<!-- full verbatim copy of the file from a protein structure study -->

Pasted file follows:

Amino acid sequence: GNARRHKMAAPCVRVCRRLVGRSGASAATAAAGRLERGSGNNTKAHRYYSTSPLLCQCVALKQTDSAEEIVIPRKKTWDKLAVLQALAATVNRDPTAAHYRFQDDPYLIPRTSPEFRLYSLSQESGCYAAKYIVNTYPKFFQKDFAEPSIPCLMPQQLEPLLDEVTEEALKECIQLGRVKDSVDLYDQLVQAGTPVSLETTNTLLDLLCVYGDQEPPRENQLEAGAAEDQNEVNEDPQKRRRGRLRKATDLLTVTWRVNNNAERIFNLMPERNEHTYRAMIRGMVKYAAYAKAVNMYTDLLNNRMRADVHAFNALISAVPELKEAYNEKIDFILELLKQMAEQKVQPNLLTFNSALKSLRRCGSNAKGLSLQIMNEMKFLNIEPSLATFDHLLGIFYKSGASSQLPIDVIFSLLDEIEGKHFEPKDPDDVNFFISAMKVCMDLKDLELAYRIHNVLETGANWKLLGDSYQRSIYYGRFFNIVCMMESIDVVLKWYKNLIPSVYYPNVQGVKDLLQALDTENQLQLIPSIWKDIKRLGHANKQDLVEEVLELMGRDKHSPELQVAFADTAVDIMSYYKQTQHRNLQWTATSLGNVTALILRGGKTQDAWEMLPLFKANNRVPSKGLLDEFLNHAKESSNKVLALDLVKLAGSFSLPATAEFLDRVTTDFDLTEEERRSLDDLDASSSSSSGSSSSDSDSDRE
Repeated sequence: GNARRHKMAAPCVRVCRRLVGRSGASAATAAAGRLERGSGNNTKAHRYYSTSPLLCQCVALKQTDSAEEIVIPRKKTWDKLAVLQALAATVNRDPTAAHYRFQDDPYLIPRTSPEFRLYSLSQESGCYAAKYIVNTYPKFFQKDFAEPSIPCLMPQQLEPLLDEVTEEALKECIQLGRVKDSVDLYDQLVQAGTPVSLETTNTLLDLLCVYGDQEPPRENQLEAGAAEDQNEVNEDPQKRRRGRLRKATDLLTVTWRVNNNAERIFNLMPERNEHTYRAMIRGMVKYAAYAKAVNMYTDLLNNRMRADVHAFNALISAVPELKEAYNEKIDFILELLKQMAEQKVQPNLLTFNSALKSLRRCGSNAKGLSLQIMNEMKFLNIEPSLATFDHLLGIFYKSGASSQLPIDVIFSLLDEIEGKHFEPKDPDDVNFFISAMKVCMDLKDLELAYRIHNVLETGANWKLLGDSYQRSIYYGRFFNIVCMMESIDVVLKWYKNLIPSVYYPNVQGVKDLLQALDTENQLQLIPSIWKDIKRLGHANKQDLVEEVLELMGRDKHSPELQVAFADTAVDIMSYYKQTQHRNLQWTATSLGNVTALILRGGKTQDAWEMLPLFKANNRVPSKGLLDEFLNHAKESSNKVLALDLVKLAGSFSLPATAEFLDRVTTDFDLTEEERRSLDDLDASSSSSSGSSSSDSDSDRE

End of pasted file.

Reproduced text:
Amino acid sequence: GNARRHKMAAPCVRVCRRLVGRSGASAATAAAGRLERGSGNNTKAHRYYSTSPLLCQCVALKQTDSAEEIVIPRKKTWDKLAVLQALAATVNRDPTAAHYRFQDDPYLIPRTSPEFRLYSLSQESGCYAAKYIVNTYPKFFQKDFAEPSIPCLMPQQLEPLLDEVTEEALKECIQLGRVKDSVDLYDQLVQAGTPVSLETTNTLLDLLCVYGDQEPPRENQLEAGAAEDQNEVNEDPQKRRRGRLRKATDLLTVTWRVNNNAERIFNLMPERNEHTYRAMIRGMVKYAAYAKAVNMYTDLLNNRMRADVHAFNALISAVPELKEAYNEKIDFILELLKQMAEQKVQPNLLTFNSALKSLRRCGSNAKGLSLQIMNEMKFLNIEPSLATFDHLLGIFYKSGASSQLPIDVIFSLLDEIEGKHFEPKDPDDVNFFISAMKVCMDLKDLELAYRIHNVLETGANWKLLGDSYQRSIYYGRFFNIVCMMESIDVVLKWYKNLIPSVYYPNVQGVKDLLQALDTENQLQLIPSIWKDIKRLGHANKQDLVEEVLELMGRDKHSPELQVAFADTAVDIMSYYKQTQHRNLQWTATSLGNVTALILRGGKTQDAWEMLPLFKANNRVPSKGLLDEFLNHAKESSNKVLALDLVKLAGSFSLPATAEFLDRVTTDFDLTEEERRSLDDLDASSSSSSGSSSSDSDSDRE
Repeated sequence: GNARRHKMAAPCVRVCRRLVGRSGASAATAAAGRLERGSGNNTKAHRYYSTSPLLCQCVALKQTDSAEEIVIPRKKTWDKLAVLQALAATVNRDPTAAHYRFQDDPYLIPRTSPEFRLYSLSQESGCYAAKYIVNTYPKFFQKDFAEPSIPCLMPQQLEPLLDEVTEEALKECIQLGRVKDSVDLYDQLVQAGTPVSLETTNTLLDLLCVYGDQEPPRENQLEAGAAEDQNEVNEDPQKRRRGRLRKATDLLTVTWRVNNNAERIFNLMPERNEHTYRAMIRGMVKYAAYAKAVNMYTDLLNNRMRADVHAFNALISAVPELKEAYNEKIDFILELLKQMAEQKVQPNLLTFNSALKSLRRCGSNAKGLSLQIMNEMKFLNIEPSLATFDHLLGIFYKSGASSQLPIDVIFSLLDEIEGKHFEPKDPDDVNFFISAMKVCMDLKDLELAYRIHNVLETGANWKLLGDSYQRSIYYGRFFNIVCMMESIDVVLKWYKNLIPSVYYPNVQGVKDLLQALDTENQLQLIPSIWKDIKRLGHANKQDLVEEVLELMGRDKHSPELQVAFADTAVDIMSYYKQTQHRNLQWTATSLGNVTALILRGGKTQDAWEMLPLFKANNRVPSKGLLDEFLNHAKESSNKVLALDLVKLAGSFSLPATAEFLDRVTTDFDLTEEERRSLDDLDASSSSSSGSSSSDSDSDRE